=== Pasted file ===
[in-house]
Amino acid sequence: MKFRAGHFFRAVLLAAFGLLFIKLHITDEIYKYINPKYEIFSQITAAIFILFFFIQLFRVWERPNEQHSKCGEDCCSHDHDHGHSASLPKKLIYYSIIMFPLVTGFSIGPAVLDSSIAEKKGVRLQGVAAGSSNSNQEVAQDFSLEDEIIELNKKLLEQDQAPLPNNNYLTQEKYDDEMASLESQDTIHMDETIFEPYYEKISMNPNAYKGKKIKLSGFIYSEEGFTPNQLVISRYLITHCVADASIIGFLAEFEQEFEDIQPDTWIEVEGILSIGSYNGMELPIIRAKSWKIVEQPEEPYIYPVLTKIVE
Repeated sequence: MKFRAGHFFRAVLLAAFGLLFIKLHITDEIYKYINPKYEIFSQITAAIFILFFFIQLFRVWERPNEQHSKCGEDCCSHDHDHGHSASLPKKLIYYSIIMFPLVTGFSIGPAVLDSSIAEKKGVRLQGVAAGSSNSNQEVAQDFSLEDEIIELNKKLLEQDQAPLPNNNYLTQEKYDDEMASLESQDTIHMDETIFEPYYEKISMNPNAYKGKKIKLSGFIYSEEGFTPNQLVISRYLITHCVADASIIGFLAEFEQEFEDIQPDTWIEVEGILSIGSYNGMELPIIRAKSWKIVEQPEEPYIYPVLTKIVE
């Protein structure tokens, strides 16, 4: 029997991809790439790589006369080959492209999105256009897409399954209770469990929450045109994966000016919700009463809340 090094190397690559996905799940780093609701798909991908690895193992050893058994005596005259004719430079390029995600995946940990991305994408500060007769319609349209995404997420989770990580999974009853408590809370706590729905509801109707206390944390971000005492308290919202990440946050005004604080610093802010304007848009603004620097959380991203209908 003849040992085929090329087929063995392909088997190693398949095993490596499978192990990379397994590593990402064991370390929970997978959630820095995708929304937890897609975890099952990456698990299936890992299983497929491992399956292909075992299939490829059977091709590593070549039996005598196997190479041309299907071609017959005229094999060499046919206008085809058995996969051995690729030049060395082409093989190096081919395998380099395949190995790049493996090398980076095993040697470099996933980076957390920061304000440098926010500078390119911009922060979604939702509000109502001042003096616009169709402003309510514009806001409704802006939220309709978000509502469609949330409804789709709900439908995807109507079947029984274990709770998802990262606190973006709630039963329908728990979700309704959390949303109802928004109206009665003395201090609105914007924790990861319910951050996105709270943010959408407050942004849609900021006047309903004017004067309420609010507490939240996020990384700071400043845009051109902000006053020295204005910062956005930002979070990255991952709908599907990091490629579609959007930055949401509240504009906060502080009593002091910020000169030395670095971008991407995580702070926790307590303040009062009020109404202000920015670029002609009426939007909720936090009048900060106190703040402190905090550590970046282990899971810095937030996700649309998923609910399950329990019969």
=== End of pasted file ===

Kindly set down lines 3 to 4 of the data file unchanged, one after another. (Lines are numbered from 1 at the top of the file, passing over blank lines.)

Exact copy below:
Repeated sequence: MKFRAGHFFRAVLLAAFGLLFIKLHITDEIYKYINPKYEIFSQITAAIFILFFFIQLFRVWERPNEQHSKCGEDCCSHDHDHGHSASLPKKLIYYSIIMFPLVTGFSIGPAVLDSSIAEKKGVRLQGVAAGSSNSNQEVAQDFSLEDEIIELNKKLLEQDQAPLPNNNYLTQEKYDDEMASLESQDTIHMDETIFEPYYEKISMNPNAYKGKKIKLSGFIYSEEGFTPNQLVISRYLITHCVADASIIGFLAEFEQEFEDIQPDTWIEVEGILSIGSYNGMELPIIRAKSWKIVEQPEEPYIYPVLTKIVE
């Protein structure tokens, strides 16, 4: 029997991809790439790589006369080959492209999105256009897409399954209770469990929450045109994966000016919700009463809340 090094190397690559996905799940780093609701798909991908690895193992050893058994005596005259004719430079390029995600995946940990991305994408500060007769319609349209995404997420989770990580999974009853408590809370706590729905509801109707206390944390971000005492308290919202990440946050005004604080610093802010304007848009603004620097959380991203209908 003849040992085929090329087929063995392909088997190693398949095993490596499978192990990379397994590593990402064991370390929970997978959630820095995708929304937890897609975890099952990456698990299936890992299983497929491992399956292909075992299939490829059977091709590593070549039996005598196997190479041309299907071609017959005229094999060499046919206008085809058995996969051995690729030049060395082409093989190096081919395998380099395949190995790049493996090398980076095993040697470099996933980076957390920061304000440098926010500078390119911009922060979604939702509000109502001042003096616009169709402003309510514009806001409704802006939220309709978000509502469609949330409804789709709900439908995807109507079947029984274990709770998802990262606190973006709630039963329908728990979700309704959390949303109802928004109206009665003395201090609105914007924790990861319910951050996105709270943010959408407050942004849609900021006047309903004017004067309420609010507490939240996020990384700071400043845009051109902000006053020295204005910062956005930002979070990255991952709908599907990091490629579609959007930055949401509240504009906060502080009593002091910020000169030395670095971008991407995580702070926790307590303040009062009020109404202000920015670029002609009426939007909720936090009048900060106190703040402190905090550590970046282990899971810095937030996700649309998923609910399950329990019969």